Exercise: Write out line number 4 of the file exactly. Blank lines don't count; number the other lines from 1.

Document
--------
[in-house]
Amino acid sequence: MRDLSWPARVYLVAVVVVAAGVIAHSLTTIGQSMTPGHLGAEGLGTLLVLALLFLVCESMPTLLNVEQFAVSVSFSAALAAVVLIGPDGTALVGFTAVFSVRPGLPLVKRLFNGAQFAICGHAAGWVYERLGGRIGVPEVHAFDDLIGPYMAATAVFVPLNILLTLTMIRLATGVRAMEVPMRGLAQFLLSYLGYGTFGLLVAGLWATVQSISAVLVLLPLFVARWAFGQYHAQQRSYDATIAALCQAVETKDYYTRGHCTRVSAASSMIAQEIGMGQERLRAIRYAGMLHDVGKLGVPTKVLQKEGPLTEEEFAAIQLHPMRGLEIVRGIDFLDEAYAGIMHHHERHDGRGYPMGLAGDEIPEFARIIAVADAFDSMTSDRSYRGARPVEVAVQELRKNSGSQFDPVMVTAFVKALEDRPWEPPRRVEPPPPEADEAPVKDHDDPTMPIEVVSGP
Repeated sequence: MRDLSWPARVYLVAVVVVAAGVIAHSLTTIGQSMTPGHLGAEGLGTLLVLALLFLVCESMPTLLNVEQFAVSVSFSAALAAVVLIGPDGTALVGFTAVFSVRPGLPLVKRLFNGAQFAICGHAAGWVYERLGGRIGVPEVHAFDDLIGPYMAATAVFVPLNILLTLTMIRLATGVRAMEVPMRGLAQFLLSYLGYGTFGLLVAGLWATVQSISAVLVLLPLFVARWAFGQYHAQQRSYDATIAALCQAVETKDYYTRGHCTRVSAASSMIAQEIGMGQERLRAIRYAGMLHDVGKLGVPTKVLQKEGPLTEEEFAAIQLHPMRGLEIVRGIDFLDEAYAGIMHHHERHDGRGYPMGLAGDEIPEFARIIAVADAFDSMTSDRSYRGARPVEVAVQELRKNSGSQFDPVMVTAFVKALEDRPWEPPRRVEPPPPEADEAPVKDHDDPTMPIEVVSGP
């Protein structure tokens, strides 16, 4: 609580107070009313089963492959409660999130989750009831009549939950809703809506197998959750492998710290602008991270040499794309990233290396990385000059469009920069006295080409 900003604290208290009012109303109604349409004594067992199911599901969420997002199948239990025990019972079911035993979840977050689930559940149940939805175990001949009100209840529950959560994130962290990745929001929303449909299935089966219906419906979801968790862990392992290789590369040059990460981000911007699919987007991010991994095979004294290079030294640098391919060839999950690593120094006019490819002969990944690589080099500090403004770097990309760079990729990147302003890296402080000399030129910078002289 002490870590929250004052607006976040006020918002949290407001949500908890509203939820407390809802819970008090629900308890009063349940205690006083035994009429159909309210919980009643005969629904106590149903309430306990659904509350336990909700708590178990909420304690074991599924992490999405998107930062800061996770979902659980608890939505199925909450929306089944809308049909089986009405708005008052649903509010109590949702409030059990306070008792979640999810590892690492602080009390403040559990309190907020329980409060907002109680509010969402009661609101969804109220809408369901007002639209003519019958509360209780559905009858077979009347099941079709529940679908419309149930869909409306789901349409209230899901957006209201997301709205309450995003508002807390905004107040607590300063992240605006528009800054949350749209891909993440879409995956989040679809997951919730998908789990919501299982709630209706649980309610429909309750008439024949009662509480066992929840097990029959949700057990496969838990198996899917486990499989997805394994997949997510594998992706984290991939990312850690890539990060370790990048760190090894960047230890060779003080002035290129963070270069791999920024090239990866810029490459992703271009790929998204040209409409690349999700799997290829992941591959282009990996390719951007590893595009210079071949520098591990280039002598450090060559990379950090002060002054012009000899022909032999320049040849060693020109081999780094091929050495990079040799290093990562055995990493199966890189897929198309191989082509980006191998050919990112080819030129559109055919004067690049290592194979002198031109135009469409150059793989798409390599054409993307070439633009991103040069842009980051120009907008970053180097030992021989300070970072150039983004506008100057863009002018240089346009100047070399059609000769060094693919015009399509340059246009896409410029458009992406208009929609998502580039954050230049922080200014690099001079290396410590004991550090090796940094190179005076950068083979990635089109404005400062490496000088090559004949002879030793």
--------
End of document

């Protein structure tokens, strides 16, 4: 609580107070009313089963492959409660999130989750009831009549939950809703809506197998959750492998710290602008991270040499794309990233290396990385000059469009920069006295080409 900003604290208290009012109303109604349409004594067992199911599901969420997002199948239990025990019972079911035993979840977050689930559940149940939805175990001949009100209840529950959560994130962290990745929001929303449909299935089966219906419906979801968790862990392992290789590369040059990460981000911007699919987007991010991994095979004294290079030294640098391919060839999950690593120094006019490819002969990944690589080099500090403004770097990309760079990729990147302003890296402080000399030129910078002289 002490870590929250004052607006976040006020918002949290407001949500908890509203939820407390809802819970008090629900308890009063349940205690006083035994009429159909309210919980009643005969629904106590149903309430306990659904509350336990909700708590178990909420304690074991599924992490999405998107930062800061996770979902659980608890939505199925909450929306089944809308049909089986009405708005008052649903509010109590949702409030059990306070008792979640999810590892690492602080009390403040559990309190907020329980409060907002109680509010969402009661609101969804109220809408369901007002639209003519019958509360209780559905009858077979009347099941079709529940679908419309149930869909409306789901349409209230899901957006209201997301709205309450995003508002807390905004107040607590300063992240605006528009800054949350749209891909993440879409995956989040679809997951919730998908789990919501299982709630209706649980309610429909309750008439024949009662509480066992929840097990029959949700057990496969838990198996899917486990499989997805394994997949997510594998992706984290991939990312850690890539990060370790990048760190090894960047230890060779003080002035290129963070270069791999920024090239990866810029490459992703271009790929998204040209409409690349999700799997290829992941591959282009990996390719951007590893595009210079071949520098591990280039002598450090060559990379950090002060002054012009000899022909032999320049040849060693020109081999780094091929050495990079040799290093990562055995990493199966890189897929198309191989082509980006191998050919990112080819030129559109055919004067690049290592194979002198031109135009469409150059793989798409390599054409993307070439633009991103040069842009980051120009907008970053180097030992021989300070970072150039983004506008100057863009002018240089346009100047070399059609000769060094693919015009399509340059246009896409410029458009992406208009929609998502580039954050230049922080200014690099001079290396410590004991550090090796940094190179005076950068083979990635089109404005400062490496000088090559004949002879030793």